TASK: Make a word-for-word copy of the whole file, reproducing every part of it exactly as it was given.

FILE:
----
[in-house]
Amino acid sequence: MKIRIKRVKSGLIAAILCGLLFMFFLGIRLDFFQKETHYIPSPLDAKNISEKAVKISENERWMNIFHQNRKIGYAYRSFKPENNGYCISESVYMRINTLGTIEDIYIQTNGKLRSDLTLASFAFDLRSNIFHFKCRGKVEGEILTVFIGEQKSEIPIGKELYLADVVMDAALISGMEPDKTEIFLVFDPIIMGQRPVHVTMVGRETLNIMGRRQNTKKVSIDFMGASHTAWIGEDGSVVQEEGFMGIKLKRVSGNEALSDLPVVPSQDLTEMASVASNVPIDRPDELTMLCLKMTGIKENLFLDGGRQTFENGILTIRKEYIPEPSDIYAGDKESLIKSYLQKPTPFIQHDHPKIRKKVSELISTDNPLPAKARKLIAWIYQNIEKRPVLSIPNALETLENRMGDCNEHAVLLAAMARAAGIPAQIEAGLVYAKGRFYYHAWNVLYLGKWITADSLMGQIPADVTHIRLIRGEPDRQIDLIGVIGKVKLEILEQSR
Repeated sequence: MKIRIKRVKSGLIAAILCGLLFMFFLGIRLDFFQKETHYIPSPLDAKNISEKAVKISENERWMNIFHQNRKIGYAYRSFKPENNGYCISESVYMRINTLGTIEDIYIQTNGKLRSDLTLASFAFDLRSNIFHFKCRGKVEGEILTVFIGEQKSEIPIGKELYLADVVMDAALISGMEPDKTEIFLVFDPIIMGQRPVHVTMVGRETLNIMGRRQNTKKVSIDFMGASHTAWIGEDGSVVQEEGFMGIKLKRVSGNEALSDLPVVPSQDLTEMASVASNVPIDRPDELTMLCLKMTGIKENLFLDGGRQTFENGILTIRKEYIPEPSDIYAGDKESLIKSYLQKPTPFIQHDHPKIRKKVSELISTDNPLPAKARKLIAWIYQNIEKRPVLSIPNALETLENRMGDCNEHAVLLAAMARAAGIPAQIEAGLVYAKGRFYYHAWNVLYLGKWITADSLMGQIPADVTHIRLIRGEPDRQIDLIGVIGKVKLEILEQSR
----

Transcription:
[in-house]
Amino acid sequence: MKIRIKRVKSGLIAAILCGLLFMFFLGIRLDFFQKETHYIPSPLDAKNISEKAVKISENERWMNIFHQNRKIGYAYRSFKPENNGYCISESVYMRINTLGTIEDIYIQTNGKLRSDLTLASFAFDLRSNIFHFKCRGKVEGEILTVFIGEQKSEIPIGKELYLADVVMDAALISGMEPDKTEIFLVFDPIIMGQRPVHVTMVGRETLNIMGRRQNTKKVSIDFMGASHTAWIGEDGSVVQEEGFMGIKLKRVSGNEALSDLPVVPSQDLTEMASVASNVPIDRPDELTMLCLKMTGIKENLFLDGGRQTFENGILTIRKEYIPEPSDIYAGDKESLIKSYLQKPTPFIQHDHPKIRKKVSELISTDNPLPAKARKLIAWIYQNIEKRPVLSIPNALETLENRMGDCNEHAVLLAAMARAAGIPAQIEAGLVYAKGRFYYHAWNVLYLGKWITADSLMGQIPADVTHIRLIRGEPDRQIDLIGVIGKVKLEILEQSR
Repeated sequence: MKIRIKRVKSGLIAAILCGLLFMFFLGIRLDFFQKETHYIPSPLDAKNISEKAVKISENERWMNIFHQNRKIGYAYRSFKPENNGYCISESVYMRINTLGTIEDIYIQTNGKLRSDLTLASFAFDLRSNIFHFKCRGKVEGEILTVFIGEQKSEIPIGKELYLADVVMDAALISGMEPDKTEIFLVFDPIIMGQRPVHVTMVGRETLNIMGRRQNTKKVSIDFMGASHTAWIGEDGSVVQEEGFMGIKLKRVSGNEALSDLPVVPSQDLTEMASVASNVPIDRPDELTMLCLKMTGIKENLFLDGGRQTFENGILTIRKEYIPEPSDIYAGDKESLIKSYLQKPTPFIQHDHPKIRKKVSELISTDNPLPAKARKLIAWIYQNIEKRPVLSIPNALETLENRMGDCNEHAVLLAAMARAAGIPAQIEAGLVYAKGRFYYHAWNVLYLGKWITADSLMGQIPADVTHIRLIRGEPDRQIDLIGVIGKVKLEILEQSR